While studying at Yale, she squeezed in appearances in films and TV, most notably as a member of an unconventional family in the film "The Hotel New Hampshire" (1984) that provided a bridge to impressive adult acting in films like the moody and potent "Five Corners" (1987). Foster finally consolidated her reputation with Oscar-winning portrayals of a rape victim in "The Accused" (1988), a role she fought hard to get after botching her initial audition. She followed up with another sterling performance in "The Silence of the Lambs," playing a rookie FBI agent trying to track down a serial killer (Ted Levine) by forging an uncomfortably close bond with the famed Hannibal "The Cannibal" Lector (Anthony Hopkins). Also that year, she made her directorial debut with "Little Man Tate" (1991), an endearing drama about a child prodigy (Adam Hann-Byrd) who is caught in a tug-of-war between his working-class mother (Foster) and his teacher (Dianne Wiest). Based on her proven drawing power the previous year with "Lambs," in 1992, Foster forged a three-year deal with Polygram Filmed Entertainment, which committed to financing three films under her Egg Pictures banner in the $25 million range and three in the $10-$15 million range. Foster was now able to choose whether or not to act, direct or simply produce the films, gaining rare control and flexibility for a Hollywood actress.

Foster's acting work during this time was generally lighter fare; a turn as a prostitute in Woody Allen's "Shadows and Fog" (1992), starring roles in the costume drama "Sommersby" (1992) opposite Richard Gere, and in the Western spoof "Maverick" (1994), opposite Mel Gibson - her first comedy in over a decade. In her first Egg Pictures effort, Foster turned in a luminous performance in "Nell" (1994) by playing a backwoods hermit who speaks in an invented tongue. Once again, Foster earned her fourth Oscar nomination for Best Actress. Foster's second directorial effort - and her first where she stayed behind the cameras - was "Home for the Holidays" (1995), an ensemble comedy about a recently fired woman (Holly Hunter) who returns to her childhood home to celebrate Thanksgiving with her eccentric family. The film received mixed critical reviews, but Foster's sure handling of the actors - including Anne Bancroft and Robert Downey, Jr. - was praised.

She returned to acting with the role of a scientist who receives signals that may be from space aliens in "Contact" (1997), a high-minded, reality-rooted sci-fi tale conceived by Carl Sagan and directed by Robert Zemeckis; a film that greatly benefited from Foster's ability to project intelligence on the big screen. Next was an unconventional choice, "Anna and the King" (1999), a non-musical version of the same true life story that inspired the fabled stage and film production "The King and I." The film cast Foster as widowed British schoolteacher Anna Leonowens, who engages in a romance with the King of Siam (Chow Yun-Fat) in the 1860s. Well acted and lavishly produced, the film nevertheless failed to be a triumph for Foster. She next appeared in a supporting role as the universally despised Catholic school instructor Sister Assumpta in the clever indie "The Dangerous Lives of Altar Boys" (2002).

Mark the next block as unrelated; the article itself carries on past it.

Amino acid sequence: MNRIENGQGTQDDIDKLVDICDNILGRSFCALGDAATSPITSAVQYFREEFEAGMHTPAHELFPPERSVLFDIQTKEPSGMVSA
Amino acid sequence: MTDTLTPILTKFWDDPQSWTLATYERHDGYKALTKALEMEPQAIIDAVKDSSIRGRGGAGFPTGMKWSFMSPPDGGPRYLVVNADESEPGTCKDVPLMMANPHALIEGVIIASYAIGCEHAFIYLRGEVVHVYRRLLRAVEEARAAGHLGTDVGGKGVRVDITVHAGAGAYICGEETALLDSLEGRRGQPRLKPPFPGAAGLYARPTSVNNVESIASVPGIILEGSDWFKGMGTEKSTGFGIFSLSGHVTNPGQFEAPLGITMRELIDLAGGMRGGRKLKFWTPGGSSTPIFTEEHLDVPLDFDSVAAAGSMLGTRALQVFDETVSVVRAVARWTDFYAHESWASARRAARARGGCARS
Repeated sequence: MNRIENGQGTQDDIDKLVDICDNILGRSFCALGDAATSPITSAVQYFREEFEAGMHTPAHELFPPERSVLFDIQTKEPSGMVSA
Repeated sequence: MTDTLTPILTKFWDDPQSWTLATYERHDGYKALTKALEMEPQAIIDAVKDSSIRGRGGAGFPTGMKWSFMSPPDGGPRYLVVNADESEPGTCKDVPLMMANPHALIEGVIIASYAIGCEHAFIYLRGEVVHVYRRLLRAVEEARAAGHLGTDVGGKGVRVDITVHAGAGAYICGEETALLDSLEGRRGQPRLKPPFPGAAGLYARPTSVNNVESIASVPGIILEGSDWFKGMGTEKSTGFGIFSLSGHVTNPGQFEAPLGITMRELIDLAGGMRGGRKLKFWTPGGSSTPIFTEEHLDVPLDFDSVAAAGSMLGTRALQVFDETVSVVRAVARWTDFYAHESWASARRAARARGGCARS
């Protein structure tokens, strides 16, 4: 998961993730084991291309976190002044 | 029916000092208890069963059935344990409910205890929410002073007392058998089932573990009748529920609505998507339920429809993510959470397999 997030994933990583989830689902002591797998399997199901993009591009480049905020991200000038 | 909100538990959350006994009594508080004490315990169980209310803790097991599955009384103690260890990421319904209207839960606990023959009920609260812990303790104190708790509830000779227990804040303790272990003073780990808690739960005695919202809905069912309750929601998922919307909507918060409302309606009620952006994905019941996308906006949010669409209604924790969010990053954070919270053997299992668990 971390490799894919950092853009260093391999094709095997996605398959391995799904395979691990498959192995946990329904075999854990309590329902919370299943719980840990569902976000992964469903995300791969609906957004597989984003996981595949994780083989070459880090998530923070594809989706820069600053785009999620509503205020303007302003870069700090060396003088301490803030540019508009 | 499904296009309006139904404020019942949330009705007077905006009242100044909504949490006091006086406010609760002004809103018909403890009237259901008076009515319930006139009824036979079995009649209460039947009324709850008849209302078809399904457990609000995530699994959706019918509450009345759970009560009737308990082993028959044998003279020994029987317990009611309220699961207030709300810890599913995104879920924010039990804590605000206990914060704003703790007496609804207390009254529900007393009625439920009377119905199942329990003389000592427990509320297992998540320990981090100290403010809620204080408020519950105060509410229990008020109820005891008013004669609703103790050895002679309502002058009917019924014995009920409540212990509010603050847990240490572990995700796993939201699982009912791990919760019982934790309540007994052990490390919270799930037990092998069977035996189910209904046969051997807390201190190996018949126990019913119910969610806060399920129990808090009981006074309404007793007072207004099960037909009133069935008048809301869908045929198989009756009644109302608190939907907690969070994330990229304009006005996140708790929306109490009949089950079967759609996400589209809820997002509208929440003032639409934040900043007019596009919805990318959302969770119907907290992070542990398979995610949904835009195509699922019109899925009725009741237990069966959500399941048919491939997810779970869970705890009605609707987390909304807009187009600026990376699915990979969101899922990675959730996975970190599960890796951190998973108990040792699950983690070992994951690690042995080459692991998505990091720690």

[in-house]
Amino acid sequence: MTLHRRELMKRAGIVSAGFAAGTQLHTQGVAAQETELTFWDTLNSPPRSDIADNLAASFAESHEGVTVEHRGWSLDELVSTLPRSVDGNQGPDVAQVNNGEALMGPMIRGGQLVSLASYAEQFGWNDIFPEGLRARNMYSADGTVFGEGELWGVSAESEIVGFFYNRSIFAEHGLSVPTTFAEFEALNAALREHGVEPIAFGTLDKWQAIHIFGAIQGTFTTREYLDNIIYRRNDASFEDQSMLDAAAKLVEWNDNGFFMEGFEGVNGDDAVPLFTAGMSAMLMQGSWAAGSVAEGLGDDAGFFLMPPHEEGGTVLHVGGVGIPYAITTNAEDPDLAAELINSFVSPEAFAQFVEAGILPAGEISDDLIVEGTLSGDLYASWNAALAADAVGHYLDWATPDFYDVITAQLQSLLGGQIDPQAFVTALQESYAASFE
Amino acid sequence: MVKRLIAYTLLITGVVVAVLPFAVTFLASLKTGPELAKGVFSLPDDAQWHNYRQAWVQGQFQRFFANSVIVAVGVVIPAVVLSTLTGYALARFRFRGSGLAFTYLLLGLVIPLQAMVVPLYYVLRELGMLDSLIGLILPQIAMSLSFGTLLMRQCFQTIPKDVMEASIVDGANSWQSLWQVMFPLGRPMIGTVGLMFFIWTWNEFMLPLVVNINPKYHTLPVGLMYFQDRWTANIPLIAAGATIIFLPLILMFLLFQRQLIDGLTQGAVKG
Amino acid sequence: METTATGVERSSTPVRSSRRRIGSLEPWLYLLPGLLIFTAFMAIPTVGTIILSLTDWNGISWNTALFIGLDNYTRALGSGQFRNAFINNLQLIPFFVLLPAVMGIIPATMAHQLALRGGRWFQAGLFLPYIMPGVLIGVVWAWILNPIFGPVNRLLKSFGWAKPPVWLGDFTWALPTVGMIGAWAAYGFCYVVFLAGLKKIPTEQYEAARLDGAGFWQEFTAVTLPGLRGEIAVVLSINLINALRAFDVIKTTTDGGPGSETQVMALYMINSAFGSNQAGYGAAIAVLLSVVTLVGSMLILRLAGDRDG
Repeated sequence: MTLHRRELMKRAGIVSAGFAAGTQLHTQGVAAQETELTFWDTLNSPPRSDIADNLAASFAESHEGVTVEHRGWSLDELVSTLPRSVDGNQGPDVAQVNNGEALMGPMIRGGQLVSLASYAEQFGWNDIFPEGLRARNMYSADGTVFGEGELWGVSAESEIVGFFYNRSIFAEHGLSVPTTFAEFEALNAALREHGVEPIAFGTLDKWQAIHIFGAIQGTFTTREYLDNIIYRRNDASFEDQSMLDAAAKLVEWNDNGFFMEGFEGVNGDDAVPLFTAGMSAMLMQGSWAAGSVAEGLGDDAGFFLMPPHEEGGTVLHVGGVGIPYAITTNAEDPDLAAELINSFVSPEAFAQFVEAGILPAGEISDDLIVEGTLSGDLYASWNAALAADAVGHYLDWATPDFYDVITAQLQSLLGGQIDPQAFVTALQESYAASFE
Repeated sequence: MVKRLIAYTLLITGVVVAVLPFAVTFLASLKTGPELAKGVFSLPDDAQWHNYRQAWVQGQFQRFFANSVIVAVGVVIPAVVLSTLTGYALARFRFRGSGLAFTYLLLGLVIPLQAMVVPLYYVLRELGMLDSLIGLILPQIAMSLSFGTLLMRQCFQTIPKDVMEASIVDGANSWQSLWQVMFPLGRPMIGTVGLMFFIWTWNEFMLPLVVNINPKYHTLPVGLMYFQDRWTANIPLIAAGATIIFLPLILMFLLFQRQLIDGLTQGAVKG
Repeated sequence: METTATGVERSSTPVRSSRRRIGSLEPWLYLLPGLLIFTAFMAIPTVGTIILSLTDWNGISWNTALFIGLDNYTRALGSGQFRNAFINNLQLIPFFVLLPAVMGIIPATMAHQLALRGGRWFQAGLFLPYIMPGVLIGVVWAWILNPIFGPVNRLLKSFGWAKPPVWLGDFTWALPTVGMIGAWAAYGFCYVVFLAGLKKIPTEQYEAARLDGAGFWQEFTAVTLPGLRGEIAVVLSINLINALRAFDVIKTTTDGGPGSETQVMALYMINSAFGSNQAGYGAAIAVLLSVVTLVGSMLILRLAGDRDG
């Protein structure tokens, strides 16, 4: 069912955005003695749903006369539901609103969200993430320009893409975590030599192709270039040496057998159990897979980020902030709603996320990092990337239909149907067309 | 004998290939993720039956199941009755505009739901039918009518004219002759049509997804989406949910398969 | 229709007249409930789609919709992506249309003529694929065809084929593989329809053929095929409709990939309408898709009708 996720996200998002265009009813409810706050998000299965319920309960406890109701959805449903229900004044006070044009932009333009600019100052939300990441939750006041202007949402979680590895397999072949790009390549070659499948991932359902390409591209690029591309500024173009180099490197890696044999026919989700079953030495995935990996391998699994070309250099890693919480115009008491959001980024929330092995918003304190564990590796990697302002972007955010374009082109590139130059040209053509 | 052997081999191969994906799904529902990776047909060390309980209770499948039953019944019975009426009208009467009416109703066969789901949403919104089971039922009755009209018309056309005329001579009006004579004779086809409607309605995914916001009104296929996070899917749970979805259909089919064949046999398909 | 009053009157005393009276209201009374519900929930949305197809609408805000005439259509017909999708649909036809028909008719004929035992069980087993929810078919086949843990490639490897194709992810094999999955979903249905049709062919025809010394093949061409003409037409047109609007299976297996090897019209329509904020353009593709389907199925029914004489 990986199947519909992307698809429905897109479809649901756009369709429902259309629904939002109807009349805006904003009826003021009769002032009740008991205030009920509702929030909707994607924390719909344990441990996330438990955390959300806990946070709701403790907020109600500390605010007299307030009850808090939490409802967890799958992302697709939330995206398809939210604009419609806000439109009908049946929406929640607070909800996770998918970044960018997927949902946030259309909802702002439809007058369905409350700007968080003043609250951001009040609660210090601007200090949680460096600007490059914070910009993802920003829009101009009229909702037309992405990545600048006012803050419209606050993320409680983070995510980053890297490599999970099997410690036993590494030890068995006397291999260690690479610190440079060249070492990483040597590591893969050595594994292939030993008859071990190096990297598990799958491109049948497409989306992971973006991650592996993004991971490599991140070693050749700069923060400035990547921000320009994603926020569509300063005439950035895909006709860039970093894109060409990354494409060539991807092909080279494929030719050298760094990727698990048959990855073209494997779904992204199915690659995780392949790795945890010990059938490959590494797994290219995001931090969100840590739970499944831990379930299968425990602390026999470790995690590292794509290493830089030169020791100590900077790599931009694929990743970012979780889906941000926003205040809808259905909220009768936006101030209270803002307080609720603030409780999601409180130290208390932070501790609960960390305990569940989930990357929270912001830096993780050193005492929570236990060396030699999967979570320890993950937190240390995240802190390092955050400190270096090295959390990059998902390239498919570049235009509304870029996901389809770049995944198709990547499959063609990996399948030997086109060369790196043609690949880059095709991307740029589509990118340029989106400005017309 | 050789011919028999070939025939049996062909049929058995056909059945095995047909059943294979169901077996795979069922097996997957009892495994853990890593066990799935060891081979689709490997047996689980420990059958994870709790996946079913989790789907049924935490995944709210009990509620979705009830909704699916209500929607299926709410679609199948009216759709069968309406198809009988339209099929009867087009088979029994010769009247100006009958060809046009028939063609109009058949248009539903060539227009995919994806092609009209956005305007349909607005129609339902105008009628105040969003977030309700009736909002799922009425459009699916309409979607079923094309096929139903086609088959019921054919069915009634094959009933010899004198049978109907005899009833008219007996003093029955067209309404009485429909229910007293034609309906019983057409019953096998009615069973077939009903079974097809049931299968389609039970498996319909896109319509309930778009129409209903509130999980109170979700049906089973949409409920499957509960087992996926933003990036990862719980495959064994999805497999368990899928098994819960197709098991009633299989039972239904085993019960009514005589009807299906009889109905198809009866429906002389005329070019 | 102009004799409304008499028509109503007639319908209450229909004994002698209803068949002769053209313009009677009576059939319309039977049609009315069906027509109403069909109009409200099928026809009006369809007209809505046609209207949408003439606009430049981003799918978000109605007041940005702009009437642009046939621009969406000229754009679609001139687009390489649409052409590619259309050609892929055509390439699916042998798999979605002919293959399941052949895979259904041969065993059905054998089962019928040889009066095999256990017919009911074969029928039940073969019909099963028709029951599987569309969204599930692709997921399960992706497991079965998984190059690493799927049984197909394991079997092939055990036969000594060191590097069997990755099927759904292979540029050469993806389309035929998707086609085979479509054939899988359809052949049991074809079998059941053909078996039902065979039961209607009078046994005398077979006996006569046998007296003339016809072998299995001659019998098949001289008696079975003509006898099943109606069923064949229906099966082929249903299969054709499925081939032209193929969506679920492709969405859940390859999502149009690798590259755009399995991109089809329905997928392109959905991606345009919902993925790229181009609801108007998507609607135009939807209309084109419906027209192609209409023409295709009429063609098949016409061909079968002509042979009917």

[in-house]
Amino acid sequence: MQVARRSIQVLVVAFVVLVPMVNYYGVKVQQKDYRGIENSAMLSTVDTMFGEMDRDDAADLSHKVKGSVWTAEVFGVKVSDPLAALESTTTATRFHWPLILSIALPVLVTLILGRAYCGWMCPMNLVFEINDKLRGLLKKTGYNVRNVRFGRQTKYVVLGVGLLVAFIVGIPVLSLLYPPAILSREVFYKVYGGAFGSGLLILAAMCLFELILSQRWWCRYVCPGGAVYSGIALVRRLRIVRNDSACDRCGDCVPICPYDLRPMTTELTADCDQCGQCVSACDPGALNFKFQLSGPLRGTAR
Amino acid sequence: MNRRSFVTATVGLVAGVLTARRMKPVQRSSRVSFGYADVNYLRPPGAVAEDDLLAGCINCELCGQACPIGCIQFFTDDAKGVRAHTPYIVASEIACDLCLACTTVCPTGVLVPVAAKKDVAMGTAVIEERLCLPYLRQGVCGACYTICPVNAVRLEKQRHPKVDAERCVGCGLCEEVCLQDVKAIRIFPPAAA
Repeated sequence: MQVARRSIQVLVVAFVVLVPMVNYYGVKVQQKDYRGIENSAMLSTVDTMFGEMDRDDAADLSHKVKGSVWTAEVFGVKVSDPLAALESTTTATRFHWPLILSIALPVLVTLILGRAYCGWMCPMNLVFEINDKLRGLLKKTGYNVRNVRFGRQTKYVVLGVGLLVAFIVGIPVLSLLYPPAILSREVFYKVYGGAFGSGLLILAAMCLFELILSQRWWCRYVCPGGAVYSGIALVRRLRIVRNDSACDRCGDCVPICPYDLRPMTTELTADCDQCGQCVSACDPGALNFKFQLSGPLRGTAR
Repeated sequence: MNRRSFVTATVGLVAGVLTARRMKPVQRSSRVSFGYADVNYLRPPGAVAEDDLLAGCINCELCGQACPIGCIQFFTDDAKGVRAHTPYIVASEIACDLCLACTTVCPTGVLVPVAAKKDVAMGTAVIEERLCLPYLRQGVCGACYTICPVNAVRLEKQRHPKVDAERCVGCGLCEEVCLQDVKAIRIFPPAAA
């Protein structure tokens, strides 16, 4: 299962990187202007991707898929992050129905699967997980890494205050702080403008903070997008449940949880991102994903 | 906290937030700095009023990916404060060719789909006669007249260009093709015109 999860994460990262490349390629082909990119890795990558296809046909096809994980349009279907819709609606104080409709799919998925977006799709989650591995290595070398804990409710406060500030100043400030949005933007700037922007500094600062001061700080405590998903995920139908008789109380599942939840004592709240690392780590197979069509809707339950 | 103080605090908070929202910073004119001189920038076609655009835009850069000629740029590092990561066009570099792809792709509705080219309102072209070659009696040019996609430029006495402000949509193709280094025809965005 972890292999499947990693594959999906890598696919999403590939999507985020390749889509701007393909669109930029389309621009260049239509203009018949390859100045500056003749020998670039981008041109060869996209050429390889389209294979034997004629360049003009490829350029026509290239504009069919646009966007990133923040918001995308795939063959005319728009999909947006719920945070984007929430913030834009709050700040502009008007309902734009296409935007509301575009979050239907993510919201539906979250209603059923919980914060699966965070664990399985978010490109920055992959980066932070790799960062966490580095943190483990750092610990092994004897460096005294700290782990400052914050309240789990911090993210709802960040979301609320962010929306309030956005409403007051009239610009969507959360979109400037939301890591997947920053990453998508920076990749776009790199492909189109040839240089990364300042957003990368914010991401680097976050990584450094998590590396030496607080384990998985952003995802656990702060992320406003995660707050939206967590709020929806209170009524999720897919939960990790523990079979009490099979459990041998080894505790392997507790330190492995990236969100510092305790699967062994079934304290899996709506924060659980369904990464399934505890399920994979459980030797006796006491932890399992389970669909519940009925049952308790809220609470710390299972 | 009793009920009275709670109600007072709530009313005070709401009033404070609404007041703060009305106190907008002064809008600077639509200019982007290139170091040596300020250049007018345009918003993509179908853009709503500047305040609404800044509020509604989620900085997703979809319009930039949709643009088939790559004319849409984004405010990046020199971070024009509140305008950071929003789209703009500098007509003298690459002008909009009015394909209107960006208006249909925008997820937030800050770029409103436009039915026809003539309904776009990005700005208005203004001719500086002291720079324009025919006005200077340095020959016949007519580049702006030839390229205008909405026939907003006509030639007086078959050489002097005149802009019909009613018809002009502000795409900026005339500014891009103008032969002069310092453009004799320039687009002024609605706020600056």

Foster continued to pick her projects judiciously, turning out only a small number of films in the early 2000s. In director David Fincher's taut and stylish "Panic Room" (2002), she played a single mom woman opposite her young daughter (Kristen Stewart) holed up in their home's high tech panic room during a home invasion by three would-be thieves (Forest Whitaker, Dwight Yoakam and Jared Leto). Foster landed the role after Nicole Kidman bowed out two weeks before shooting due to a knee injury. Adding to onset worries, Foster began the shoot five months pregnant with her second son, Kit. Nonetheless, Foster managed to pull off the demanding action role with her usual steady assurance. Interestingly, her next project had similar thematic tones and an equally contained environment. "Flightplan" (2005) saw Foster as an aeronautics engineer and fiercely protective mother, this time of a six-year-old daughter who vanishes during an airplane flight. When Foster desperately tries to find her child, the airline crew insists the girl was apparently never one of the passengers. Although the film sometimes flew intensely over-the-top, Foster's compelling performance grounded it in enough reality to make it a satisfying film.